Let’s be clear, I am no royalist. I find the concept of a hereditary monarchy unjustifiable, care nothing about who is where in the “line of succession” and find the media attention paid to every public appearance and utterance of members of royal family as they struggle with the “anguish” and “burdens” of their unearned privilege to be silly at best and offensive at worst.

But I like the Queen. In fact, I like her a lot. And it’s not just because she looks like my mother, although that doesn’t hurt. It’s not simply because she’s “the Queen”. It’s because she has been, in the admittedly perverse context of the life and times in which she has found herself, a rare and remarkable example of commitment to service who has, through her words and actions, attempted to understand the real needs of the people she is meant to serve, intervene as best she could, and consistently given expression to the very best aspects of the national character. In all this she provides an example for us all as we engage our stations in life particularly, I hasten to point out, those of us in the health professions.

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She has been forced to do so as the epicentre of continuing storms of controversy caused not by her, but by the shenanigans of the innumerable members of her extended family and in-laws. Her words, over the near 70 years of her reign, have provided solace and support in times of need. She has provided what, by all accounts, has been very sensible and citizen-focused counsel to no fewer than 14 British Prime Ministers, (beginning with Winston Churchill!). She has refused to submit to demands for “reforms” that would compromise the standards she has set for herself and for the position she holds. She has persevered. At the age of 95 and reputably quite wealthy, she certainly doesn’t need the work and, I imagine, could do without the aggravation. Who among us would not have retired to our estates and Corgis decades ago?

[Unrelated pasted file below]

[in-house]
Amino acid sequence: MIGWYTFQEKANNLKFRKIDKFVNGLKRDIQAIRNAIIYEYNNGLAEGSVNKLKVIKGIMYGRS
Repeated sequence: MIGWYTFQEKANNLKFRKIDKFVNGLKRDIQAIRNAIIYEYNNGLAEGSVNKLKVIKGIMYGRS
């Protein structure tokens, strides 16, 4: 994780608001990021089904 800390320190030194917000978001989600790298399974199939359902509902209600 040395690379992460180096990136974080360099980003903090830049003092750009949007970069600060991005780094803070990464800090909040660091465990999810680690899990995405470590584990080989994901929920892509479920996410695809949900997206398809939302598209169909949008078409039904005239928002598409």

She has, in the vernacular of our day, been “one class act” in the evolving soap opera that has become the modern monarchy, the future of which now appears to hinge on her great-grandchildren– two toddlers and an infant whose duties to date have not yet extended beyond being adorable (a duty in which, I must admit, they have excelled).

And she’s smart! This past week we had a great example of regal grace and wit. Informed that she’d been elected, by a magazine and editorial team that should know better, to receive an “Oldie of the Year” Award, she crafted the following response:

“Her Majesty believes you are as old as you feel and, as such the Queen does not believe she meets the relevant criteria to be able to accept and hopes you find a more worthy recipient.

With Her Majesty’s warmest best wishes.” 

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A measured, dignified slap-down for the ages. Take that, you ageist boors! 

Among all the unearned privilege our modern world seems to be tolerating, it’s both refreshing and encouraging to find someone who not only appreciates their station but attempts to the best of their ability to rise to the responsibility that it provides, staying true to their values.

You go, girl!

Sorry. You go, Your Majesty.